You might have noticed that certain chord changes give you a feeling of satisfaction, pleasure even. A feeling that makes you feel complete. On the other hand, before this feeling arrives, you may feel the change in the music, the feeling that the song is moving, that it is progressing. Both of these feelings are closely associated with tension and release. Mastering tension and release is an important aspect of music.
Building tension helps to engage the listener, while creating a release provides satisfaction, in a way that all the tension comes out in a single moment of satisfaction and pleasure.
Combined, tension and release are a key to making good music.
Most of the times, it is planned and well-defined, but to many songwriters, it comes naturally, as if the music is guiding itself. In this article, we’ll be exploring the concept of tension and release, and how we can utilize the circle of fifths to build tension and create a release.
The circle of fifths is a handy tool for all music creators. If you go clockwise on the circle, you’ll find the fifths for each note. But if you go anti-clockwise, you’ll reverse the interval, and get a fourth. You’ll soon find out how this will be useful.
Understanding Tension and Release
In today’s music, tension and release is usually created by building chord progressions.
These chord progressions work in the background, and slowly create movement in the song, without you ever noticing it. Now how these chord progressions actually work is really simple.
To understand this properly, let us divide a chord progression into three parts:-
1) The Tonic
This part features the root chord, and estabilishes the key of the chord progression.
Since this is the tonal itself, it is the area of most stability in the entire chord progression.
2) Increasing Tension
This region progressively increases the tension, engages the listener and builds up movement in the song.
This region is the area of highest tension, usually the penultimate chord in the progression. This area is away from the tonic in terms of the notes
and is generally followed by the tonic.
4) The Tonic Comes Back
Instead of progressively decreasing tension in the music, what we do, is we jump from high tension to the tonic, in a single moment, releasing the built-up tension and creating a feeling of satisfaction in the music.
This transition is the essence of the chord progression.
Understanding the Cycle
This cycle is often repeated several times in the course of a song, throughout various stanzas and verses. Typically, this cycle is in the form of a I-IV-V progression, one of the most common chord progressions in music.
The tonic chord, helps to establish stability in the music. The IV chord, called the subdominant here, helps to bridge the gap between the tonic and the V. This is inserted because the change from low tension to high tension must be subtle, not sudden.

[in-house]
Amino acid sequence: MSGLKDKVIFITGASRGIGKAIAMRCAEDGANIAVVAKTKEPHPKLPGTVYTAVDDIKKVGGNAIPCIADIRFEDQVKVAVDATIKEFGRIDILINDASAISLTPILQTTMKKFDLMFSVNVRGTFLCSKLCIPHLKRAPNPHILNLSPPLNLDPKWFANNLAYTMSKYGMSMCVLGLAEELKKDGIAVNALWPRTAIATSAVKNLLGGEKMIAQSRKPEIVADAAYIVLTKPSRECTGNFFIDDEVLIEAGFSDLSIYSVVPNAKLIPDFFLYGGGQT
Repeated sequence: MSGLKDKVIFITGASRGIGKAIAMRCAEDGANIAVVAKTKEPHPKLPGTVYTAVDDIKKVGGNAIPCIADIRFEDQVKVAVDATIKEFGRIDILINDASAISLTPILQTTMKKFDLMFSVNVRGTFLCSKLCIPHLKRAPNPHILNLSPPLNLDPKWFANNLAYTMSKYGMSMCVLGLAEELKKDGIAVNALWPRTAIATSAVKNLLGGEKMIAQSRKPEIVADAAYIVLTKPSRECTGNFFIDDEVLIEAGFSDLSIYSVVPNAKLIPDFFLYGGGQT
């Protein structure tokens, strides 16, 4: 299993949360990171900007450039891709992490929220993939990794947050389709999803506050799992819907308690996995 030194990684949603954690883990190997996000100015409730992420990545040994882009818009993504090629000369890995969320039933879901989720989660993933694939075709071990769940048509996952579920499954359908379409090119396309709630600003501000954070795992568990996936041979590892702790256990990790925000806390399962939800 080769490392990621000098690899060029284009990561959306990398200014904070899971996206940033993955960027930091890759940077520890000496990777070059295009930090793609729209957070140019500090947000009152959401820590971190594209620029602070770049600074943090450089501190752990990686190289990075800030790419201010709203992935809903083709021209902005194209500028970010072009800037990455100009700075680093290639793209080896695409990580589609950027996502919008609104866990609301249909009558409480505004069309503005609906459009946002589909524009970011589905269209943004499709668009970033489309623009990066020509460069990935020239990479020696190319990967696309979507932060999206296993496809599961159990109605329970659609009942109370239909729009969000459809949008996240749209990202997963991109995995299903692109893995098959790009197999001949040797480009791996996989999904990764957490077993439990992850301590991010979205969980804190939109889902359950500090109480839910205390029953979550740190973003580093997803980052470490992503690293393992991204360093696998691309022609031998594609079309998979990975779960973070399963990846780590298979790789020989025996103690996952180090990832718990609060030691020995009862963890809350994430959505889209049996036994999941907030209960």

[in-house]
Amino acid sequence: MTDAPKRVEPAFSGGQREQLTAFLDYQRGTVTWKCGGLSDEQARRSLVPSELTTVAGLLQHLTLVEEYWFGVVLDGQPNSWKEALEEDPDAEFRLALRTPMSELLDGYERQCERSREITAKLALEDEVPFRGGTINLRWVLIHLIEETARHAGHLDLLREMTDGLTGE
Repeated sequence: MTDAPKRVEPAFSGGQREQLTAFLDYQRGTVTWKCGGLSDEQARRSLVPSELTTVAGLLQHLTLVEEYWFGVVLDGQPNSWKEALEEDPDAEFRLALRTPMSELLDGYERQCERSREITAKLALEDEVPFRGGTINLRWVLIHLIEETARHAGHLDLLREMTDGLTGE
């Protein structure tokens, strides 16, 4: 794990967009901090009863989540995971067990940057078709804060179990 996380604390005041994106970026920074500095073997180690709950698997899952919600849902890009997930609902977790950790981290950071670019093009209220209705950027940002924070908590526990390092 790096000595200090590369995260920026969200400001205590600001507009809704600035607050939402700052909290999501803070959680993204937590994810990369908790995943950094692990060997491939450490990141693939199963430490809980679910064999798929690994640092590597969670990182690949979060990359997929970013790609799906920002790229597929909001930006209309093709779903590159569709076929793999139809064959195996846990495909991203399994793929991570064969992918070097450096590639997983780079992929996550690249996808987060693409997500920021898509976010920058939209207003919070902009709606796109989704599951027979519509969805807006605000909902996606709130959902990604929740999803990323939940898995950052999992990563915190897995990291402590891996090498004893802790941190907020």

Finally the V chord, the dominant creates the highest point in tension in the song. Avoid using this directly with the tonic, as it can sound too sudden. Try to use a chord in between the I and V to create a flow between the chords.
For major it goes, tonic, subdominant, dominant
For minor it goes, tonic(minor), minor and dominant.
Using the Circle of fifths
Now how does the circle of fifths relate to this? Remember that if you go clockwise, you get the fifth of each note, and if they go anticlockwise, you get the fourth. You can easily use this trick to instantly create a simple chord progression and using tension and release. Just select any note, and play, it’s corresponding chord. This is the tonic. Next, shift one step anticlockwise, you’ll get the IV. Play this next. Then, go two steps clockwise, that is, one step clockwise from the tonic you selected. This is the fifth.
A couple of things to remember is that you have to use to appropriate versions of the selected chords.
For Major Chords
- The tonic is major
- The IV chord is also major
- The V chord is a dominant chord, usually a 7th chord.
For Minor Chords
- The i is a minor
- The iv is also minor
- The V chord is again dominant, a 7th chord.
An example of this is a simple C-F-G7 progression. The C is the tonic, the area of greatest stability. As you move from C to F, you create a little tension. Then, as you go from F to G7, the tension is increased. Then, the transition from G7 to C creates a feeling of release.
Remember, you can use any chord(provided it’s in the same key) to create tension, but the best way to release it is to move back to the tonic. Plus, the closer two chords are to one another, the better they’ll sound.
Hope that this gives you an idea of what tension and release are, and how to use them in actual music.
About The Author
Umang Bhat is a guitarist from India.
He likes to write about the guitar and help others
improve their guitar playing. He keeps writing about
guitar lessons, articles, and guitar tricks at Guitar Cover.
According to him, all guitar players should help each other,
and guitar lessons and tutorials should be accessible to all,
to make guitar playing a richer experience for everyone.